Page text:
CNS News was kind enough to publish this from me, “Trump’s Education Secretary Nominee DeVos Should Challenge Darwinism.” I’ve speculated that among all of Trump’s Cabinet picks, Mrs. DeVos may face some of the most acid questions — specifically on the subject of evolution and science education.
If she’s challenged on these topics, the three key points, already shared here at Evolution News, to keep in mind for a reply to critics are as follows:
First of all, it isn’t the role of the Secretary of Education to dictate science education policy to states or localities….However, one hopes for an Education Secretary with some vision to impart, beyond merely setting policies.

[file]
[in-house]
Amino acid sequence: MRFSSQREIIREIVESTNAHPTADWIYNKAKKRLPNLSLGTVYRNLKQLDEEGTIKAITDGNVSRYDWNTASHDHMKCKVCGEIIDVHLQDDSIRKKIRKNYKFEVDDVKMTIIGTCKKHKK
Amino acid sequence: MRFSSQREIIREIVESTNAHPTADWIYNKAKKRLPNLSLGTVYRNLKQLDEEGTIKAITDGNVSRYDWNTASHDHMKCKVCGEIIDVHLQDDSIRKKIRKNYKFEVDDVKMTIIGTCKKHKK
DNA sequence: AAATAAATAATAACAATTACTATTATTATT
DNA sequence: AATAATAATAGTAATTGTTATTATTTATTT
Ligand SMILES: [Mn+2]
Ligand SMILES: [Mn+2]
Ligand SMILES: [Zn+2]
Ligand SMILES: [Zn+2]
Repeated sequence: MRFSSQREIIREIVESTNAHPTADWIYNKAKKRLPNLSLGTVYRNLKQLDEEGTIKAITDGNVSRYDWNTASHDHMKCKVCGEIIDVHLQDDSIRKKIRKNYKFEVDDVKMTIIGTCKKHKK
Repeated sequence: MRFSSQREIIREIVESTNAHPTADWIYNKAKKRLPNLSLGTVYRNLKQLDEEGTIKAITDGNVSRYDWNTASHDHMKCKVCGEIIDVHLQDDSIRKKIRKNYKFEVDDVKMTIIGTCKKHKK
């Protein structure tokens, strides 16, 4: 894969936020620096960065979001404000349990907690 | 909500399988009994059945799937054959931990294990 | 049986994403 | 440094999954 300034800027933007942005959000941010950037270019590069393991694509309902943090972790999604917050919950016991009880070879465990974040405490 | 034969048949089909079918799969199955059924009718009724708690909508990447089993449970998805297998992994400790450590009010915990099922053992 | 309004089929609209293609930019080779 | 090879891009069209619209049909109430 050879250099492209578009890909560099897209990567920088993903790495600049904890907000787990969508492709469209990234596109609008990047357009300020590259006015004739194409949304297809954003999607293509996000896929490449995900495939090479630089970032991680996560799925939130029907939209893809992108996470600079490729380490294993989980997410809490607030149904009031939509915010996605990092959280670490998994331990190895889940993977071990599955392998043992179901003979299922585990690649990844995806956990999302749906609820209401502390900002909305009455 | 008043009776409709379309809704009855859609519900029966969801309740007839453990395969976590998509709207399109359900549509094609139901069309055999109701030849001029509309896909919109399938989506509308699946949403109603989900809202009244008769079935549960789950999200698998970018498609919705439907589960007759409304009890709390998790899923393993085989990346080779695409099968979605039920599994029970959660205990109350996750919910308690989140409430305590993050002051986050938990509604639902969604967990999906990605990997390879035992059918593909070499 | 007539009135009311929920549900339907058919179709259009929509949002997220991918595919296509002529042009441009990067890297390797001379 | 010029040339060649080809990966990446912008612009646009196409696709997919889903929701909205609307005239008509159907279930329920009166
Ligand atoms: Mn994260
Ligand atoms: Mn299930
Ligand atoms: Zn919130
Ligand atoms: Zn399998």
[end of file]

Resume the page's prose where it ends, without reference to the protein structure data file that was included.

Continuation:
Therefore, second, Mrs. DeVos could note the benefits of teaching students to think and write critically about a complex, fascinating scientific issue like evolution. Again, this is not about intelligent design, much less Biblical literalist creationism. As the world’s most distinguished science journal, Nature, has observed, “[S]tudents gain a much deeper understanding of science when they actively grapple with questions than when they passively listen to answers.”
The unsolved problems of Darwinian theory include those highlighted by Gerd Müller: among them, how to explain phenotypic complexity, phenotypic novelty, and dramatic discontinuities in the fossil record.
Finally, Mrs. DeVos could note that academic freedom laws are called that because they are meant to ensure freedom for instructors to engage in creative pedagogy rather than merely regurgitating the same evolutionary talking points year after year. The aim is to protect excellent teachers from career retaliation, a threat always in the air when evolution is challenged.